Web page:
Farming and Land use
Our countryside may appear to be a natural space, but it is heavily shaped by people. The wildlife that we share it with prospers or suffers depending on our management choices.
Achieving a nature friendly food and farming system
Our current agricultural system has been identified as one of the biggest drivers of nature’s decline. If we are to restore wildlife to our countryside, whilst ensuring we are fed well, without exporting our impact overseas, we need to support our farmers to produce food very differently. By working closely with farmers and land managers, we know it is possible for nature to thrive alongside sustainable food production. However, it requires a food and farming system that provides farmers and land managers with the right balance of support. We are working with farmers and government to implement a combination of effective regulation and enforcement to maintain standards, better incentives via payments for public goods to reward great management, fairer markets which fairly reward producers and accessible advice to enable farmers to deliver for nature and the environment, whilst producing food. Changes must go beyond farming. All businesses must do more to ensure their supply chains are nature friendly. Wider society must also be engaged to ensure that nature friendly food choices are accessible and affordable for everyone.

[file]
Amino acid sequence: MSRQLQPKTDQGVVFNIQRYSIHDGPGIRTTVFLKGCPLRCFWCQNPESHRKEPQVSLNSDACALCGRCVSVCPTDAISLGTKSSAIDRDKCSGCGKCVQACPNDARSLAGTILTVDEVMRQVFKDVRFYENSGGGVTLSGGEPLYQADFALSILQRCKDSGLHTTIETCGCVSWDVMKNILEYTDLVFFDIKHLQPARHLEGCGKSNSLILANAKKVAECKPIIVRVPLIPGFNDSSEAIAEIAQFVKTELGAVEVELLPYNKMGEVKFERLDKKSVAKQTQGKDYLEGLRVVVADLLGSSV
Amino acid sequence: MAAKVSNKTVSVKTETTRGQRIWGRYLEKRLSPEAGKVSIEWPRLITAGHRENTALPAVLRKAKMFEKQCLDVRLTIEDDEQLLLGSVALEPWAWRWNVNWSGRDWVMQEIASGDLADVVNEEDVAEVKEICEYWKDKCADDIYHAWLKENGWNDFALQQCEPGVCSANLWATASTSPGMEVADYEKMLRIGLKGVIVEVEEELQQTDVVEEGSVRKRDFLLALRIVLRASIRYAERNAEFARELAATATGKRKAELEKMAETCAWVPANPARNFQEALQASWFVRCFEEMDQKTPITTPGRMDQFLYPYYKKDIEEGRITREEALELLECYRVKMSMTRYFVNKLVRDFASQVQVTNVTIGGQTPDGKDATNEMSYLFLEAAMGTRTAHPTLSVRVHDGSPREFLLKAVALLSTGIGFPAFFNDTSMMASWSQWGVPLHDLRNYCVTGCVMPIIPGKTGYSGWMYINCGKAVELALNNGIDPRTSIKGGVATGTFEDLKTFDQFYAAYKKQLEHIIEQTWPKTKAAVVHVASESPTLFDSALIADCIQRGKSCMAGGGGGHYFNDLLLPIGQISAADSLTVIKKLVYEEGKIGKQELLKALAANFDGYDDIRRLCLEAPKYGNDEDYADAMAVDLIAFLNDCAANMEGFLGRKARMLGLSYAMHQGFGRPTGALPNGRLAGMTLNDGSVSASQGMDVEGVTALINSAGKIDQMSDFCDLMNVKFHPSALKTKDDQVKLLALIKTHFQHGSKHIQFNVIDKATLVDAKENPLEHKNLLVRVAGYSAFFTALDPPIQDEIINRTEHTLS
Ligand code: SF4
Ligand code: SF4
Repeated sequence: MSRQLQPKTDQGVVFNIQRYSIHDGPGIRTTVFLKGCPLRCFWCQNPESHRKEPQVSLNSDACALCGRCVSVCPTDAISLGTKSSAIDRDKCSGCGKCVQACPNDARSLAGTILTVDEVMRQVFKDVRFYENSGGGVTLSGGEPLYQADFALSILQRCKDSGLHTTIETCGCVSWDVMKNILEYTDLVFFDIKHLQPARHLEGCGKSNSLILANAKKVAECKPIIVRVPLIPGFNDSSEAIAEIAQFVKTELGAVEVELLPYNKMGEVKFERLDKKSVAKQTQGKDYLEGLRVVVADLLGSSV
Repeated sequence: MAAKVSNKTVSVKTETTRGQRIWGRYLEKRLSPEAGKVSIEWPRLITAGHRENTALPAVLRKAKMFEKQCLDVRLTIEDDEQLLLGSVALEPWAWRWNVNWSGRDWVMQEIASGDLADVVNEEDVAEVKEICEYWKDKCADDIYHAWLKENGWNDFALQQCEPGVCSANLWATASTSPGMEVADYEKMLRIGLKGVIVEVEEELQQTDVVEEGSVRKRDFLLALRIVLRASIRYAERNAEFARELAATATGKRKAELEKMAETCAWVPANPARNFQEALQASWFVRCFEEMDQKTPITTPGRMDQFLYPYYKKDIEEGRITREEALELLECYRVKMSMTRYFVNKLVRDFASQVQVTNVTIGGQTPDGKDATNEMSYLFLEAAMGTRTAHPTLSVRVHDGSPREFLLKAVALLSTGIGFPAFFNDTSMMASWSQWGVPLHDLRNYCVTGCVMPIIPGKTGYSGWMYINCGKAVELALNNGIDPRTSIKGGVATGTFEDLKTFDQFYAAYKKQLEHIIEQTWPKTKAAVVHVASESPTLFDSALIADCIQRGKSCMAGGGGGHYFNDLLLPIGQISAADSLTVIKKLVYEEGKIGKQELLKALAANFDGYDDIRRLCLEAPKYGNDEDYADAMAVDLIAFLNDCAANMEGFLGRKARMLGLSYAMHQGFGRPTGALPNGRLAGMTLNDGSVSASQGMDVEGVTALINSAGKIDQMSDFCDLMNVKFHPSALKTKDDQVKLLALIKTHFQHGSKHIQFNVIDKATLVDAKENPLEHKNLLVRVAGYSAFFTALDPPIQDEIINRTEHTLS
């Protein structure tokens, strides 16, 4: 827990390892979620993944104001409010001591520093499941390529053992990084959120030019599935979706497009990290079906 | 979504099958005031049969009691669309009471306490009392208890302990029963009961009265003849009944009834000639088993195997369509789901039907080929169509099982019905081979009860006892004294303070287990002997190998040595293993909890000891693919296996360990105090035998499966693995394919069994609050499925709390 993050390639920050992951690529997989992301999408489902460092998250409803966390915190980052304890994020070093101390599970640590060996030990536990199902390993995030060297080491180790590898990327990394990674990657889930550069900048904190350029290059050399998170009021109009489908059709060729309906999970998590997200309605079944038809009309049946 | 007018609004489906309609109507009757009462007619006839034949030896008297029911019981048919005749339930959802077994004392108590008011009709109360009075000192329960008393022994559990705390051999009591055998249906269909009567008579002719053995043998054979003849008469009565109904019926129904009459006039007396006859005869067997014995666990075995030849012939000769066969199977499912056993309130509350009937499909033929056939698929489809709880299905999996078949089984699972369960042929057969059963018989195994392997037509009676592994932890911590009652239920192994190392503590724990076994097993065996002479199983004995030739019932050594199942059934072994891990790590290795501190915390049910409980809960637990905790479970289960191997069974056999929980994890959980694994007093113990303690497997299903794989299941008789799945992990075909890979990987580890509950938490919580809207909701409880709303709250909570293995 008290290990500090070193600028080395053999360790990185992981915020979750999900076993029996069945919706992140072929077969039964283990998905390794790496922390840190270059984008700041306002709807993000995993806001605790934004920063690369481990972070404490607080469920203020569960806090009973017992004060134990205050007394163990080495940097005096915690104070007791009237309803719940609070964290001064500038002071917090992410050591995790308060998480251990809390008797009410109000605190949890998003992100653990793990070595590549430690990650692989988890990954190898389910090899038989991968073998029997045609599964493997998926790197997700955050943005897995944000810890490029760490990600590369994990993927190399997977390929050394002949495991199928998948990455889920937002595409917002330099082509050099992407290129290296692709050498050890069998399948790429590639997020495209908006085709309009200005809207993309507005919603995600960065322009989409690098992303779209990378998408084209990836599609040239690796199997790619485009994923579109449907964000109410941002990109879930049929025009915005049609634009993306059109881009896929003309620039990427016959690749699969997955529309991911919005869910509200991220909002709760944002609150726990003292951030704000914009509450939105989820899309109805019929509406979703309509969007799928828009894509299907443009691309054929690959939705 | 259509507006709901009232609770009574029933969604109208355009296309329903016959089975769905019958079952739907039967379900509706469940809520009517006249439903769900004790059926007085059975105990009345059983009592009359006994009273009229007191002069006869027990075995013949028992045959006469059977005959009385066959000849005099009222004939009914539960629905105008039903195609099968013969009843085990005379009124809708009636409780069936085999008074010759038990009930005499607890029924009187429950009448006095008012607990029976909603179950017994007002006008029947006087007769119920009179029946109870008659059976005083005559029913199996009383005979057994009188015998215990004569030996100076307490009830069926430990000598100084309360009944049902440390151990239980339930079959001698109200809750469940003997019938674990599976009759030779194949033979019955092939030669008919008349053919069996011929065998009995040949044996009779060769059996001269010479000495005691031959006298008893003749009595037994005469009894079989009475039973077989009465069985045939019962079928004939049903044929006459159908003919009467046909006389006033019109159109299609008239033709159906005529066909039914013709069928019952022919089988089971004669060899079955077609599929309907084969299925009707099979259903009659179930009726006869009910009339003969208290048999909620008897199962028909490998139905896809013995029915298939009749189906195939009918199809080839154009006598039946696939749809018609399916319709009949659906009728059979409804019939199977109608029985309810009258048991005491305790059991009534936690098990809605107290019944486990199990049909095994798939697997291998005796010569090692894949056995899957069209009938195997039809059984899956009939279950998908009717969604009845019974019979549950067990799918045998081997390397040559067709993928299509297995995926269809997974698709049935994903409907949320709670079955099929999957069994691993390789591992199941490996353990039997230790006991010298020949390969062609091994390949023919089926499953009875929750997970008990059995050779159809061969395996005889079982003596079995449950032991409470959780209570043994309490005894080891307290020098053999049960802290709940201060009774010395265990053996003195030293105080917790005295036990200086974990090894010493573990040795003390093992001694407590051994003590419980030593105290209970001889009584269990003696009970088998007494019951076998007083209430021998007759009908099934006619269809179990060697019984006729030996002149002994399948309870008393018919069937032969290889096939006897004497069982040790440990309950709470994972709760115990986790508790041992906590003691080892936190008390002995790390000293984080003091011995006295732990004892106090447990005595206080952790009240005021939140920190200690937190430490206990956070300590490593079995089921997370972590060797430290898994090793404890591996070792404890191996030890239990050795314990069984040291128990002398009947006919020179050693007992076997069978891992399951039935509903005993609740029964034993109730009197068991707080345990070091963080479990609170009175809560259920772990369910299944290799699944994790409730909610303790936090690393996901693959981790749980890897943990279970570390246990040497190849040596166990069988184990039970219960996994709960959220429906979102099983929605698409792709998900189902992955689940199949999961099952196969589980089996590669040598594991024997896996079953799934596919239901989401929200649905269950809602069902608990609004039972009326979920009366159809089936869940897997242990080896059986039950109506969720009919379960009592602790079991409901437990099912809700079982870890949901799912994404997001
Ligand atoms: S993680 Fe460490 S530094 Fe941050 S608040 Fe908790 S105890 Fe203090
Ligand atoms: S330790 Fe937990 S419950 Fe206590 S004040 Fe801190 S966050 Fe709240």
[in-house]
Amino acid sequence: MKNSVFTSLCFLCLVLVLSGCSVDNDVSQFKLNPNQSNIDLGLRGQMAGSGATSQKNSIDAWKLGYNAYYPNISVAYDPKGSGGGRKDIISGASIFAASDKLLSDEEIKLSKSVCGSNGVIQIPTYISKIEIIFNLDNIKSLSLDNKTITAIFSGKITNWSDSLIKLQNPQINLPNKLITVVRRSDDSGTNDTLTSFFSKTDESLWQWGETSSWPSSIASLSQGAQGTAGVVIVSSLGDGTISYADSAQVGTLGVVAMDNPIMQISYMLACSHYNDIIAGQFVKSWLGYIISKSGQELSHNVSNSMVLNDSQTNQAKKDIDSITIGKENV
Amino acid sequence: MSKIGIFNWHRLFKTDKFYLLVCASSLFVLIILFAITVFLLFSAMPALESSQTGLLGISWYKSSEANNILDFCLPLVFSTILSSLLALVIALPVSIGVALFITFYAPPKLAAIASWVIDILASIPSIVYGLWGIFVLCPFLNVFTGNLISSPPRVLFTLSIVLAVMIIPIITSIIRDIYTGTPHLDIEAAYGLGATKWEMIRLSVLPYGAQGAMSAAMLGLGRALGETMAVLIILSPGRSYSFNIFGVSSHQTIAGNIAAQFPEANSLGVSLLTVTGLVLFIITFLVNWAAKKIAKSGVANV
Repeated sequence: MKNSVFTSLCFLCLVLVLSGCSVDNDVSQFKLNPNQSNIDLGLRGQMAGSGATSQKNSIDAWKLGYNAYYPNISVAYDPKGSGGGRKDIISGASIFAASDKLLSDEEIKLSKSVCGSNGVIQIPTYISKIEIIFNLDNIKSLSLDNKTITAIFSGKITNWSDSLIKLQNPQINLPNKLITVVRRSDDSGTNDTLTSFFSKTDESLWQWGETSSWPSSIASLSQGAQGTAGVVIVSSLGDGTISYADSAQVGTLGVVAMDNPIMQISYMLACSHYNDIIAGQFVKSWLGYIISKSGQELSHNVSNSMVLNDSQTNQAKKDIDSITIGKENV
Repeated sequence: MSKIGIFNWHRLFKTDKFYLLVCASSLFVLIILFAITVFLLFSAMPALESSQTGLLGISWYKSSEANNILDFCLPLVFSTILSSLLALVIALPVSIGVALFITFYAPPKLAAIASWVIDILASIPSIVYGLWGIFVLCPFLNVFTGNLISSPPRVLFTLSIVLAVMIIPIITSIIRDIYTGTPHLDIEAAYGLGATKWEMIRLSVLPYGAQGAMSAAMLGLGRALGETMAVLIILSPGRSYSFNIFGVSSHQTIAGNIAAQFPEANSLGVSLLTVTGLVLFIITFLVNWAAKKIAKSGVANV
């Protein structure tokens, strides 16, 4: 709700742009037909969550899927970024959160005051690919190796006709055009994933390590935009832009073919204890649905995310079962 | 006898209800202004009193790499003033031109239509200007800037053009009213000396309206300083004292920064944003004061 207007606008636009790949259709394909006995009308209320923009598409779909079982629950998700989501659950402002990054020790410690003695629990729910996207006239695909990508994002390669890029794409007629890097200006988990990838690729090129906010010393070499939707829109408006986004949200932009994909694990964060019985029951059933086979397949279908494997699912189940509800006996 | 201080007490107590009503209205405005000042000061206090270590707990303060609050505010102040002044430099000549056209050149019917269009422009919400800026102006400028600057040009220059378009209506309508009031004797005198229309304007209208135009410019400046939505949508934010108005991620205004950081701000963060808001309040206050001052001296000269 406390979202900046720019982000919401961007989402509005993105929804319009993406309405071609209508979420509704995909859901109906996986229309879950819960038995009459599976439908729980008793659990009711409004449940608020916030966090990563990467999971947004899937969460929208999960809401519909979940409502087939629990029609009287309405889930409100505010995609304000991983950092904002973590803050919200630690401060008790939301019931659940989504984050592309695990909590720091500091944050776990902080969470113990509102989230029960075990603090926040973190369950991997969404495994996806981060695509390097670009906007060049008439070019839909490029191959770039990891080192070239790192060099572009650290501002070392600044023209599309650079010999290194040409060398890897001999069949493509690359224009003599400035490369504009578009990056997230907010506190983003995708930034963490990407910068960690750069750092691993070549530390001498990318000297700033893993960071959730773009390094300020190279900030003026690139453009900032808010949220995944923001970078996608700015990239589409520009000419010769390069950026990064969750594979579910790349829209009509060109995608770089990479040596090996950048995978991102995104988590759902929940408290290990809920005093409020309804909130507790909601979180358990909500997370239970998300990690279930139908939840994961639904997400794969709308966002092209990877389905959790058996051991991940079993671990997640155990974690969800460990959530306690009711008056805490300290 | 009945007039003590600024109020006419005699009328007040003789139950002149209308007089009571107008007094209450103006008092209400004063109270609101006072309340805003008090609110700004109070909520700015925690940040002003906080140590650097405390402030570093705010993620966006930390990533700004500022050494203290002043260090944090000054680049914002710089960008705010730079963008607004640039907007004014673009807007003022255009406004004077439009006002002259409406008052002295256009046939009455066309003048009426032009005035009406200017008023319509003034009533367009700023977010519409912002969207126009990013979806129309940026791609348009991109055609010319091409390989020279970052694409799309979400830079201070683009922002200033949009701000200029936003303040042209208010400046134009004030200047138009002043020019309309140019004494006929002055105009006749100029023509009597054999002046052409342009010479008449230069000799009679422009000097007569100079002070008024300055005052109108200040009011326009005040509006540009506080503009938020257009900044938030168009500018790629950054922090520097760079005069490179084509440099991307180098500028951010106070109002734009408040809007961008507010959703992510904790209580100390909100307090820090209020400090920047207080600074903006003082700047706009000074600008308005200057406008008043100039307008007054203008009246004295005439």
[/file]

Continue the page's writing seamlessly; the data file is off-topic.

Supporting nature-friendly farmers
We have long fought for policies that reward farmers and other land managers to take actions for nature. Since the Second World War, farming policies have largely focused on increasing food production, and they have been remarkable successful in that aim. However, this has come at the expense of the health of our natural environment. Changes in farming have driven declines in wildlife, depleted soils, damaged rivers, and streams, polluted the air and damaged the climate. This is also bad for farming. The UK is now one of the most nature depleted nations in the world.